1. Sonja Marzinzik, ‘Expressions of Power – Luxury textiles from early medieval northern Europe.’ In: Textiles as Cultural Expressions: Proceedings of the 11th Biennial Symposium of the Textile Society of America, September 24–27, 2008. Vol 1. (Earleville: Textile Society of America, 2008), fn. 14–26.  ↩
  2. T.S. Burns, A History of the Ostrogoths. (Bloomington and Indianapolis: Indiana University Press, 1991), pp. 134.  ↩
  3. Saint–Denis a town in the Middle Ages,’ Saint–Denis. Last Accessed 02 July 2017.  ↩
  4. Heleanor Feltham, ‘Justinian and the International Silk Trade.’ In: Sino–Platonic Papers, Volume 194 (2009), pp. 32–33 [pp. 1–40].  ↩
  5. Paolo Delogu, ‘Rome in the ninth century: the economic system.’ In: Post–Roman Towns, Trade and Settlement in Europe and Byzantium: The Heirs of the Roman West, edited by Joachim Henning. Vol. 1 Millennium Studies. (Berlin, New York: Walter de Gruyter, 2007), pp. 105–106 [pp. 105–118].  ↩
  6. J. M. Hussey, ‘Justinian I | Byzantine emperor,’ Encyclopaedia Britannica. Last Accessed 03 January 2017.  ↩
  7. Laura Weigert, Weaving Sacred Stories: French Choir Tapestries and the Performance of Clerical Identity. (Cornell University Press, 2004), pp. 1.  ↩
  8. DK, History of Britain and Ireland. (London: Dorling Kindersley Ltd, 2011), pp. 44.  ↩
  9. Michelle P. Brown, ‘Reading the Lindisfarne Gospels: Text, Image, Context.’ In: The Lindisfarne Gospels: New Perspectives, edited by Richard Gameson (Leiden: Brill, 2017), pp. 90.  ↩
  10. Introduction to English Embroidery,’ V&A Museum. Last Accessed 19 June 2017.  ↩
  11. Mildred Budny and Dominic Tweddle, ‘The Early Medieval Textiles at Maaseik, Belgium.’ In: The Antiquaries Journal. Volume 65.2 (1985), pp. 353–389.  ↩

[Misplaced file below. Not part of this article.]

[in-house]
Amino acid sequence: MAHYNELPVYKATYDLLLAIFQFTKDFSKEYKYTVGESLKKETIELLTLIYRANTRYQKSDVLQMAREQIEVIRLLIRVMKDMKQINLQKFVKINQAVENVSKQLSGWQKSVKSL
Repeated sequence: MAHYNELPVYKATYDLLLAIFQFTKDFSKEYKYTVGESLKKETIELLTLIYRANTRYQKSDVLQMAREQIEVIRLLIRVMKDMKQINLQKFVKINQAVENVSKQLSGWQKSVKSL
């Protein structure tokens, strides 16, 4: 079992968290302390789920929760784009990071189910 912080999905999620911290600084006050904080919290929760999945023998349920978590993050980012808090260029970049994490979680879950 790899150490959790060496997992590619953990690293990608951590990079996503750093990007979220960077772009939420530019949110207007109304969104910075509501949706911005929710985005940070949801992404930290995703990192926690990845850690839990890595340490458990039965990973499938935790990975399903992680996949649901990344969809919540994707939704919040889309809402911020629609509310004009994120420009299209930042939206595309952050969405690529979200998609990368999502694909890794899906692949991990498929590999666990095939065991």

12. The Editors of Encyclopaedia Britannica, ‘Charlemagne | Holy Roman emperor [747?–814],’ Encyclopaedia Britannica. Last Accessed 07 December 2016.  ↩
  13. Encyclopaedia Larousse en ligne, ‘Tapisserie de tapis.’ Last Accessed 10 December 2016.  ↩
  14. John H. Dameron, ‘The Church as Lord.’ In: The Oxford Handbook of Medieval Christianity, edited by John H. Arnold. (Oxford: Oxford University Press, 2014), fn 14.  ↩
  15. University of Oslo, ‘Norwegian Vikings purchased silk from Persia,’ ScienceDaily. Published June 2016. Last Accessed 19 June 2016.  ↩
  16. Marianne Vedeler, Silk for the Vikings. (Barnsley: Oxbow Books, 2014), fn. 33.  ↩
  17. Sverre Bagge and S. Nordeide, ‘Norway – Process of Christianization,’ Christianization and the Rise of the Christian Monarchy. Last Accessed 22 June 2016.  ↩
  18. Gillian Vogelzang Eastwood, ‘Tiraz from Andalusia,’ Textile Research Centre Leiden. Last Accessed 12 December 2016.  ↩
  19. The Editors of Encyclopaedia Britannica, ‘Carolingian dynasty,’ Encyclopaedia Britannica. Last Accessed 27 June 2016.  ↩
  20. How Christianity came to Europe,’ Accessed 12 December 2016.  ↩
  21. Bishop Gunther’s shroud.’ Qantara. Last Accessed 19 June 2016.  ↩
  22. Madeleine Jarry, ‘Tapestry,’ Encyclopaedia Britannica. Last Accessed 19 June 2016.  ↩